Thing is, Chicago is four games behind the .500 record, the Indians are just one. So in reality, Chicago has a lot of ground to make up with the Indians being so close to the .500 mark.

Random Details...


Unnoticed in the offensive outburst was the 2-for-3, three run, one walk performance by the Lil Pip-Zeke, Ezequiel Carrera. We talk about solidifying spots, right now, Zeke is getting an upper-hand in the battle for the fourth outfield spot with what he's doing right now.


Not every night you win 11-2 and Hafner, Santana, and Sizemore combine to go 3-for-12 with one run scored and ultimately not playing a large factor in the scoring.


Jack Hannahan scored twice and was on base twice via the walk. I said it during the game last night on Twitter, but Hannahan makes those charging barehanded throws (a really difficult play) look entirely way too easy and routine.


Zach Putnam, 1-2-3 inning on 10 pitches, seven of those strikes. Turn it around Putnam, good work.




thomevizquelhomeplateIt was perhaps a fitting way to kick off this weekend that is going to be used to celebrate Jim Thome. With Chicago in town one last time, Omar Vizquel of course with the White Sox, the Indians and Sox had a nice pre-game exchange of lineup cards with Omar and Thome.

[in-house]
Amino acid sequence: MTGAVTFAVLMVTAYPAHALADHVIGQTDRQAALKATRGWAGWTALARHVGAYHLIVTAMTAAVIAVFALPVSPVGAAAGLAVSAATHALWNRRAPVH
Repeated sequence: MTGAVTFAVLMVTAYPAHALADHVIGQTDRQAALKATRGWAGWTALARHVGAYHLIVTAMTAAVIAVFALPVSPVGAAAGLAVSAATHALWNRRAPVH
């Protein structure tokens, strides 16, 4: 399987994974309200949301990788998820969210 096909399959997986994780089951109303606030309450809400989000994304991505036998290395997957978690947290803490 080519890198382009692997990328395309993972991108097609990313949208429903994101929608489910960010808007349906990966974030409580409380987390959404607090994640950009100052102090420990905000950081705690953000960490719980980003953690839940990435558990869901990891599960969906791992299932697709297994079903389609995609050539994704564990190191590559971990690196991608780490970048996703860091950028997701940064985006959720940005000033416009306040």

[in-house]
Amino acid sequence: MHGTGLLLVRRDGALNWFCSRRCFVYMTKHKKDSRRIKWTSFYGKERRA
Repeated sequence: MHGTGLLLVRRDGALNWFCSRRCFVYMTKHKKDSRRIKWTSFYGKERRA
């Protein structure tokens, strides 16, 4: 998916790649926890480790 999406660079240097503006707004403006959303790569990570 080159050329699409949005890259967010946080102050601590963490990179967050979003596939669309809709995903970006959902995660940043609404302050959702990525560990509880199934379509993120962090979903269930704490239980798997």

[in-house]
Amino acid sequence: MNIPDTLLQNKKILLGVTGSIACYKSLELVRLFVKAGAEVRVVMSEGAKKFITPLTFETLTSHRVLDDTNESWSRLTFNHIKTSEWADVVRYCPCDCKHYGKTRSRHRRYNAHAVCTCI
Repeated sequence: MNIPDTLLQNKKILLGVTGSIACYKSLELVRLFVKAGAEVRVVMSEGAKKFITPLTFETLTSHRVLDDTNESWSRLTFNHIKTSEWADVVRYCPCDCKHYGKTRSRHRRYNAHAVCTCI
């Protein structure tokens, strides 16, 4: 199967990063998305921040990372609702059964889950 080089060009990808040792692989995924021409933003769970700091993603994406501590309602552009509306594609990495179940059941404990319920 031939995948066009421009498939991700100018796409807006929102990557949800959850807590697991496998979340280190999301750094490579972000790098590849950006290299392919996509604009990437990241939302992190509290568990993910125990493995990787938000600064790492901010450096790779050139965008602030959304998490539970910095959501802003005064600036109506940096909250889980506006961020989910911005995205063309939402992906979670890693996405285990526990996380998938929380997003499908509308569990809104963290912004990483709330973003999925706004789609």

"To be able to still play and to be able to take the lineup card and have him do it as well," Thome said, "is very special, especially here in Cleveland, where we played during the golden years of our career. To have fun with that is great."

"You don't realize what kind of team and what kind of teammates you have until you see it now from where we are," Vizquel said. "Now, you look back and say, 'Wow, those guys were amazing. We had one of the greatest teams ever.'"

Whoever thought of this idea. Brilliant. It was a nice touch. This was an opportunity you probably wouldn't have ever again. So really, it's a moment that can be etched in time. Omar plans on returning next year and Thome hasn't really decided either way yet. But with Thome having this last go around with the Tribe, or presumed last go around, if this is the end for him, it certainly is going to be a memorable one, even though he won't be going to the postseason or anything.


It has a little meaning to it and I defy anyone to tell Cleveland fans otherwise.


Oh and people that are complaining to Shapiro on Twitter that "they already heard" the surprise he was talking about. Please shut up. Seriously. Shut up. Cussing him out is downright silly.




When the game got out of hand, it was probably exactly what Manny Acta wanted to see as the season comes to a close. It means he has to rely on Tony Sipp and Vinnie Pestano less. Acta will probably try and run guys like Kluber, Judy, Putnam, Hagadone, and any of the other youngsters out there before any one else.


"We're not in the race anymore," Acta said. "I have to be careful with those guys, because we have more baseball to play next year."